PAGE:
Saint Martin's School of Art was an art college in London, England. It offered foundation and degree level courses. It was established in 1854, initially under the aegis of the church of St Martin-in-the-Fields. Saint Martin's became part of the London Institute in 1986, and in 1989 merged with the Central School of Art and Design to form Central Saint Martins College of Art and Design.
|Type||academy of art and design|
|Campus||107–109 Charing Cross Road|
From 1952 to 1979 Frank Martin was head of the sculpture department of Saint Martin's. He brought in young sculptors such as Anthony Caro, Robert Clatworthy, Elisabeth Frink and Eduardo Paolozzi to teach, and also employed as part-time teachers recent graduates of the department, including David Annesley, Michael Bolus, Phillip King, Tim Scott, Bill Tucker and Isaac Witkin. Caro's influence was particularly strong, and the group around him came to be known as the New Generation of British sculptors. The sculpture department became, in the words of Tim Scott: "the most famous in the art world".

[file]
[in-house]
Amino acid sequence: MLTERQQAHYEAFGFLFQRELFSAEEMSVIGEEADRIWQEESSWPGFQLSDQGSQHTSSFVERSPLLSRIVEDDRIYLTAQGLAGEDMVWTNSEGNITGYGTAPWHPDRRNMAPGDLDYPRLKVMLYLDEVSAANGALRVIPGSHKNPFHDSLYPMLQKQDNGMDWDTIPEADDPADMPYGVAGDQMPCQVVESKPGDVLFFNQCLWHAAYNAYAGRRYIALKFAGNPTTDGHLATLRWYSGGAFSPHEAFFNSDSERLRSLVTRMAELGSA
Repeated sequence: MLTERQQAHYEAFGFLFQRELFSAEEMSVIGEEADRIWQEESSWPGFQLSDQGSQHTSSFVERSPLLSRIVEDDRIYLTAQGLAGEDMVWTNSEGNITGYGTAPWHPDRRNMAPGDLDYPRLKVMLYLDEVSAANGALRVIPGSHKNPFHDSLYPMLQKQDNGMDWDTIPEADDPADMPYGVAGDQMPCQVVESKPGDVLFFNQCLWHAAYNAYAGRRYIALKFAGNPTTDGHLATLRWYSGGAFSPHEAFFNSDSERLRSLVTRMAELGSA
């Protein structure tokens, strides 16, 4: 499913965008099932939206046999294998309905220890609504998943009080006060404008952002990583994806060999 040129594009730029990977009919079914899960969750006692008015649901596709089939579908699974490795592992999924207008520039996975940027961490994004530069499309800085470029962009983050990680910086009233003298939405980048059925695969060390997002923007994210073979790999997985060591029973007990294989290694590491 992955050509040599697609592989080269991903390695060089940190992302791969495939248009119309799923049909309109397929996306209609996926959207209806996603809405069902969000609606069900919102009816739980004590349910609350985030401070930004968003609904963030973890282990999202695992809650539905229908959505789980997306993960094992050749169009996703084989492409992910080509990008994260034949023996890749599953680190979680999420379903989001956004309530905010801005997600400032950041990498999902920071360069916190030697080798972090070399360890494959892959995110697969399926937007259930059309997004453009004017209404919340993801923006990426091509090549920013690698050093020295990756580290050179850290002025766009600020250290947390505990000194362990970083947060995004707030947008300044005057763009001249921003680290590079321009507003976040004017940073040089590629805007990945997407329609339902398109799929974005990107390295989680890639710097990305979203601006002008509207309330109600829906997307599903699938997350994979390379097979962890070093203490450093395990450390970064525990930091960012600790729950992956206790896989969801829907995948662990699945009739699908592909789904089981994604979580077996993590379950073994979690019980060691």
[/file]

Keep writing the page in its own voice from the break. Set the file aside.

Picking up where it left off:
Alumni of the school include:
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